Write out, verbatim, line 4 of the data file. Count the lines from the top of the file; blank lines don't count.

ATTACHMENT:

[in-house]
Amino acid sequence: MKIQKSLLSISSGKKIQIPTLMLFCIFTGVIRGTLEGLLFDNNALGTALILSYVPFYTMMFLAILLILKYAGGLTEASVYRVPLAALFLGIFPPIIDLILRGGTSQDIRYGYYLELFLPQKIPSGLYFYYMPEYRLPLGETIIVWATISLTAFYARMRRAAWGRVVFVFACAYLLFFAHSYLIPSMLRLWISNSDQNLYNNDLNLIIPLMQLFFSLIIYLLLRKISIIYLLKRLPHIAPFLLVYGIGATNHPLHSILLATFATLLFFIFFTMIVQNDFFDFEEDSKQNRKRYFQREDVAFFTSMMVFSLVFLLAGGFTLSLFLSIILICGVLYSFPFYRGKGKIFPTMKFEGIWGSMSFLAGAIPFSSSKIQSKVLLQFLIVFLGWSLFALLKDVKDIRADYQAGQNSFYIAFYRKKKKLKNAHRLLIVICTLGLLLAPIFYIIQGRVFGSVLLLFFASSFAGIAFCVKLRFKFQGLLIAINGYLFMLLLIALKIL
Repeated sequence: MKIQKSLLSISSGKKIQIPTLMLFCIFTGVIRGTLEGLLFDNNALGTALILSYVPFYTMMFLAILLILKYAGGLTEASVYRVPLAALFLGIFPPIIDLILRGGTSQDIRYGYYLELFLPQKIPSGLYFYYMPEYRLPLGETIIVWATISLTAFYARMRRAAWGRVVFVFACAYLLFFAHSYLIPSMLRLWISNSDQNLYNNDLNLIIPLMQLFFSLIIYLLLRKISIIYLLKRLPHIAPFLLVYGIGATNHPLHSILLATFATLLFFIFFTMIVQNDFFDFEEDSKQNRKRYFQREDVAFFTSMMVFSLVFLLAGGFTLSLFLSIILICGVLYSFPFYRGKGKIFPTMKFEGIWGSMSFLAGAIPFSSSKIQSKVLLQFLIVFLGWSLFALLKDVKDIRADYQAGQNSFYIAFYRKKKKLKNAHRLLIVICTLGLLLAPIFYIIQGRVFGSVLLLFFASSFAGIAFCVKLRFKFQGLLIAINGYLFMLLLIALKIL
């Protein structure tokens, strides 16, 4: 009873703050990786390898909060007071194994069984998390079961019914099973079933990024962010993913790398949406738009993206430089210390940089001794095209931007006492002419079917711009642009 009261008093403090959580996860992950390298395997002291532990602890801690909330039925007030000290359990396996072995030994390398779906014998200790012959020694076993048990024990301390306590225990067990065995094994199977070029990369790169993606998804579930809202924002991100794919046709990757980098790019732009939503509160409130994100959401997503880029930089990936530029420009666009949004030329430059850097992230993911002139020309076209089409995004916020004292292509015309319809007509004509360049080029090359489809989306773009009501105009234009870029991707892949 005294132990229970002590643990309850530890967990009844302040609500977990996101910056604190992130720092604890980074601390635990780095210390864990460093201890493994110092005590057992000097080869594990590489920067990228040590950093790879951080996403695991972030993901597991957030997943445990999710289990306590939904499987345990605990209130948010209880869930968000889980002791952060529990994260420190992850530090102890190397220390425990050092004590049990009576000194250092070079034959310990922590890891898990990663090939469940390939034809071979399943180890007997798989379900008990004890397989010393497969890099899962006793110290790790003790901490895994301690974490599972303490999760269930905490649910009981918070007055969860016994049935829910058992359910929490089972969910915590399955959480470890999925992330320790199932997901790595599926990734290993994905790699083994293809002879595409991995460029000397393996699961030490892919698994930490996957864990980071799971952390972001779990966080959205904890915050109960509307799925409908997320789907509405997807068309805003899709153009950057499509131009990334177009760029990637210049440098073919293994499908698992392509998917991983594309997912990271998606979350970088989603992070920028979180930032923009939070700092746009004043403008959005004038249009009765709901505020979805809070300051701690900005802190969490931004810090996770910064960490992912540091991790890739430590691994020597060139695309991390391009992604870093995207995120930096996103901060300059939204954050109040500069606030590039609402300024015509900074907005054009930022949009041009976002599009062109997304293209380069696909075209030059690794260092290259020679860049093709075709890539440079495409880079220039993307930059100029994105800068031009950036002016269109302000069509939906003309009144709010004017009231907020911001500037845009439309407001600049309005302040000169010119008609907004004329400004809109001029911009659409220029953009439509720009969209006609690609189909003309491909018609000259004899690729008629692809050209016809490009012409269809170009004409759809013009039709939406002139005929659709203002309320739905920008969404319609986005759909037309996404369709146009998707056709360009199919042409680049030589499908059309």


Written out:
């Protein structure tokens, strides 16, 4: 009873703050990786390898909060007071194994069984998390079961019914099973079933990024962010993913790398949406738009993206430089210390940089001794095209931007006492002419079917711009642009 009261008093403090959580996860992950390298395997002291532990602890801690909330039925007030000290359990396996072995030994390398779906014998200790012959020694076993048990024990301390306590225990067990065995094994199977070029990369790169993606998804579930809202924002991100794919046709990757980098790019732009939503509160409130994100959401997503880029930089990936530029420009666009949004030329430059850097992230993911002139020309076209089409995004916020004292292509015309319809007509004509360049080029090359489809989306773009009501105009234009870029991707892949 005294132990229970002590643990309850530890967990009844302040609500977990996101910056604190992130720092604890980074601390635990780095210390864990460093201890493994110092005590057992000097080869594990590489920067990228040590950093790879951080996403695991972030993901597991957030997943445990999710289990306590939904499987345990605990209130948010209880869930968000889980002791952060529990994260420190992850530090102890190397220390425990050092004590049990009576000194250092070079034959310990922590890891898990990663090939469940390939034809071979399943180890007997798989379900008990004890397989010393497969890099899962006793110290790790003790901490895994301690974490599972303490999760269930905490649910009981918070007055969860016994049935829910058992359910929490089972969910915590399955959480470890999925992330320790199932997901790595599926990734290993994905790699083994293809002879595409991995460029000397393996699961030490892919698994930490996957864990980071799971952390972001779990966080959205904890915050109960509307799925409908997320789907509405997807068309805003899709153009950057499509131009990334177009760029990637210049440098073919293994499908698992392509998917991983594309997912990271998606979350970088989603992070920028979180930032923009939070700092746009004043403008959005004038249009009765709901505020979805809070300051701690900005802190969490931004810090996770910064960490992912540091991790890739430590691994020597060139695309991390391009992604870093995207995120930096996103901060300059939204954050109040500069606030590039609402300024015509900074907005054009930022949009041009976002599009062109997304293209380069696909075209030059690794260092290259020679860049093709075709890539440079495409880079220039993307930059100029994105800068031009950036002016269109302000069509939906003309009144709010004017009231907020911001500037845009439309407001600049309005302040000169010119008609907004004329400004809109001029911009659409220029953009439509720009969209006609690609189909003309491909018609000259004899690729008629692809050209016809490009012409269809170009004409759809013009039709939406002139005929659709203002309320739905920008969404319609986005759909037309996404369709146009998707056709360009199919042409680049030589499908059309």